}
      
    • Use as. Sometimes Robots take several inputs. For instance, the /video/merge Robot can create a slideshow from audio and images. You can map different Steps to the appropriate inputs.

      Example:

      "use": {
        "steps": [
          { "name": "audio_encoded", "as": "audio" },
          { "name": "images_resized", "as": "image" }
        ]
      }
      

      Sometimes the ordering is important, for instance, with our concat Robots. In these cases, you can add an index that starts at 1. You can also optionally filter by the multipart field name. Like in this example, where all files are coming from the same source (end-user uploads), but with different <input> names:

      Example:

      "use": {
        "steps": [
          { "name": ":original", "fields": "myFirstVideo", "as": "video_1" },
          { "name": ":original", "fields": "mySecondVideo", "as": "video_2" },
          { "name": ":original", "fields": "myThirdVideo", "as": "video_3" }
        ]
      }
      

      For times when it is not apparent where we should put the file, you can use Assembly Variables to be specific. For instance, you may want to pass a text file to the /image/resize Robot to burn the text in an image, but you are burning multiple texts, so where do we put the text file? We specify it via ${use.text_1}, to indicate the first text file that was passed.

      Example:

      "watermarked": {
        "robot": "/image/resize",
        "use"  : {
          "steps": [
            { "name": "resized", "as": "base" },
            { "name": "transcribed", "as": "text" },
          ],
        },
        "text": [
          {
            "text"  : "Hi there",
            "valign": "top",
            "align" : "left",
          },
          {
            "text"    : "From the 'transcribed' Step: ${use.text_1}",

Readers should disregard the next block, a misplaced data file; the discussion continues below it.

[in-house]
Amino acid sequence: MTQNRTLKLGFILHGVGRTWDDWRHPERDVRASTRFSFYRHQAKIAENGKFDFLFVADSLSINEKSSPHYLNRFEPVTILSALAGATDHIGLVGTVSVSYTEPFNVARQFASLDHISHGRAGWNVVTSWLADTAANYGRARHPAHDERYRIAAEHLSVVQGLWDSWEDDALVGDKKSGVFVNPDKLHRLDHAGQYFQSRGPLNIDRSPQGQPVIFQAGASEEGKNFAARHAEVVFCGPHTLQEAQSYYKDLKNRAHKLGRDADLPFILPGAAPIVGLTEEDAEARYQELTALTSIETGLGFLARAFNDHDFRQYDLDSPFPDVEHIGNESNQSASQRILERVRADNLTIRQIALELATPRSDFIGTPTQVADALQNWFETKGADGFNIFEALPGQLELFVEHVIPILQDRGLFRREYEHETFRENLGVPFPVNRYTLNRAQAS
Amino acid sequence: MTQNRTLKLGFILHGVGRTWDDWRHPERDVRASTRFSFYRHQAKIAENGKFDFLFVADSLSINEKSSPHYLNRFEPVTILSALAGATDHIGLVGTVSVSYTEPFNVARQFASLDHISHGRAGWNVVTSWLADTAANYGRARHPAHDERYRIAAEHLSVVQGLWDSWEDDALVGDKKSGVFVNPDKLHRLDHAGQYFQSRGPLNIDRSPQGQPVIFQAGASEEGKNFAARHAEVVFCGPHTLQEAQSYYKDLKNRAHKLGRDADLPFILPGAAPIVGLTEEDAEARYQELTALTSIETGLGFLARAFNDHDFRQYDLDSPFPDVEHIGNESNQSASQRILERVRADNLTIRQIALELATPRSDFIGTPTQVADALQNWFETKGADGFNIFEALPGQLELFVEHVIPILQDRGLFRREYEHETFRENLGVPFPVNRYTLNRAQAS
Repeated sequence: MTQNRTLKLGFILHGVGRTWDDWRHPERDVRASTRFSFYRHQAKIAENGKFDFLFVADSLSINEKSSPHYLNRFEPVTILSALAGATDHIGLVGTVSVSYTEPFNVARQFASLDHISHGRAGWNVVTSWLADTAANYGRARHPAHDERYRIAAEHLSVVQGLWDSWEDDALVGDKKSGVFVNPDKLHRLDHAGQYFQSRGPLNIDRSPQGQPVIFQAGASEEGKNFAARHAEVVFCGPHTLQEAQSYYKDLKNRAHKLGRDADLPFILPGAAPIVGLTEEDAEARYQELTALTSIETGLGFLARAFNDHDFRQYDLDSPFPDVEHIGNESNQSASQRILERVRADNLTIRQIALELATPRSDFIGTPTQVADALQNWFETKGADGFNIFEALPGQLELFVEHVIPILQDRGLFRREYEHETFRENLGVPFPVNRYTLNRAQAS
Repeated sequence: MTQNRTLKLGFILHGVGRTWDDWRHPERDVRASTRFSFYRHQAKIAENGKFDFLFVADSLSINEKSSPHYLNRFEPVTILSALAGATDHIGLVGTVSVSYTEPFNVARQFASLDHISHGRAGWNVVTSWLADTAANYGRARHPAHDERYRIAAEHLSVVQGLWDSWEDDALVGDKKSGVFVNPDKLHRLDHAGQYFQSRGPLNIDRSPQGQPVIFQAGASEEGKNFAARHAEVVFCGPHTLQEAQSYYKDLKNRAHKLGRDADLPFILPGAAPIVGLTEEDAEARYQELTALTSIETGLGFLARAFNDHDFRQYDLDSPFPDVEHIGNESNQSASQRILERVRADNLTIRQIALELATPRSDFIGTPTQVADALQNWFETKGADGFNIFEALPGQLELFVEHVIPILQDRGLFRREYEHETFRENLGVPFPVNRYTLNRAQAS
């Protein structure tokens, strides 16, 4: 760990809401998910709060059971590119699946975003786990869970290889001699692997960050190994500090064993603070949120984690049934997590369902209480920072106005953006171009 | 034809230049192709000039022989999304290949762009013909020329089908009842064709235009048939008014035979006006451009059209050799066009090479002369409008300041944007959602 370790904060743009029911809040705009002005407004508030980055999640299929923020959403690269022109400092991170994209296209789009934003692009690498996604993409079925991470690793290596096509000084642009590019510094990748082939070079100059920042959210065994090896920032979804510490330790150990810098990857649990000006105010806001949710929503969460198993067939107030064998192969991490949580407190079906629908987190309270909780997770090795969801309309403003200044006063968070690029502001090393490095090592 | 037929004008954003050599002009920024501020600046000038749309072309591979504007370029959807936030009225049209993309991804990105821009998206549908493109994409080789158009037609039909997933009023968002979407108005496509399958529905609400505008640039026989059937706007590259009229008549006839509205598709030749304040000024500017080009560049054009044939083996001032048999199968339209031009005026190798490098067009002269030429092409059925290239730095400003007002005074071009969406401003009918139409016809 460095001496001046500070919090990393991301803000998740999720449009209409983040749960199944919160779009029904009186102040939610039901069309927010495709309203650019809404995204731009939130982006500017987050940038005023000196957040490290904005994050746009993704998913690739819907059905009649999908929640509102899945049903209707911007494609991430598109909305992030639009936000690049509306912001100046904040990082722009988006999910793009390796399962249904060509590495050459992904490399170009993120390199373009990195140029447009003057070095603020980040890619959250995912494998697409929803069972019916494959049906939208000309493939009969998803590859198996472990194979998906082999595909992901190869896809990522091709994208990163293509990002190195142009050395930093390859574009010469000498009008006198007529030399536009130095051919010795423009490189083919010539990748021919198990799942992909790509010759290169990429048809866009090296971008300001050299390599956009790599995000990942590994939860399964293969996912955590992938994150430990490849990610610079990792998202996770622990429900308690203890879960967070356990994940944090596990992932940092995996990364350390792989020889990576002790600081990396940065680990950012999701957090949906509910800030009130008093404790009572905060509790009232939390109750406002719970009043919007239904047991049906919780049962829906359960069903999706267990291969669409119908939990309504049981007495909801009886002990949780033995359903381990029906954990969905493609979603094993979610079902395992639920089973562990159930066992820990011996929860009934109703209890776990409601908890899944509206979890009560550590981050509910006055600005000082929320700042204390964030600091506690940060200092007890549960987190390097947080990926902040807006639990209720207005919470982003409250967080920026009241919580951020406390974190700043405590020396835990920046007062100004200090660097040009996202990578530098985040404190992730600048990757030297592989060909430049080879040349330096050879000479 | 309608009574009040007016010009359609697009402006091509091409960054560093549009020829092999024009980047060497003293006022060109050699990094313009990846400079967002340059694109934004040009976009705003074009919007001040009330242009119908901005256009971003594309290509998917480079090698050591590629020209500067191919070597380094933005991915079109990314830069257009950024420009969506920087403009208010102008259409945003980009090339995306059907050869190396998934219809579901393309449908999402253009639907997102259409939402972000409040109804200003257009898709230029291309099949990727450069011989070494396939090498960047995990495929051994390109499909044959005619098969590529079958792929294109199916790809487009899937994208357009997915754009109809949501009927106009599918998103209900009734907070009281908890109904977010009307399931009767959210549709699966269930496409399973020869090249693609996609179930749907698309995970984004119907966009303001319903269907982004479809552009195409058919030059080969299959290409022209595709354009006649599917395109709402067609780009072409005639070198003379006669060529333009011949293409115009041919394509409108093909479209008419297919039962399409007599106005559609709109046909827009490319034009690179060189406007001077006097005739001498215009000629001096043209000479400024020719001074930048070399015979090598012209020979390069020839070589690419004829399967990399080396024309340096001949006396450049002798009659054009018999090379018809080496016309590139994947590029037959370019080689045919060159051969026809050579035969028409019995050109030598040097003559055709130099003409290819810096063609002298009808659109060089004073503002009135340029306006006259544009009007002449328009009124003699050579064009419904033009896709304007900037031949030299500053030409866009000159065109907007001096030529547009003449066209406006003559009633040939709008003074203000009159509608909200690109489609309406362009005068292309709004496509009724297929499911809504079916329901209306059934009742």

"valign"  : "bottom",
            "align"   : "right",
            "x_offset": 16,
            "y_offset": -10,
          }
        ]
      }
      
  • priority

    String ⋅ default: compression-ratio

    Provides different algorithms for better or worse compression for your images, but that run slower or faster. Valid values are "compression-ratio" and "conversion-speed". The value "conversion-speed" will result in an average compression ratio of 18%. "compression-ratio" will result in an average compression ratio of 31%.

  • progressive

    Boolean ⋅ default: false

    Interlaces the image if set to true, which makes the result image load progressively in browsers. Instead of rendering the image from top to bottom, the browser will first show a low-res blurry version of the image which is then quickly replaced with the actual image as the data arrives. This greatly increases the user experience, but comes at a loss of about 10% of the file size reduction.

  • preserve_meta_data

    Boolean ⋅ default: true

    Specifies if the image's metadata should be preserved during the optimization, or not. If it is not preserved, the file size is even further reduced. But be aware that this could strip a photographer's copyright information, which for obvious reasons can be frowned upon.

  • fix_breaking_images

    Boolean ⋅ default: true

    If set to true this parameter tries to fix images that would otherwise make the underlying tool error out and thereby break your Assemblies. This can sometimes result in a larger file size, though.

Demos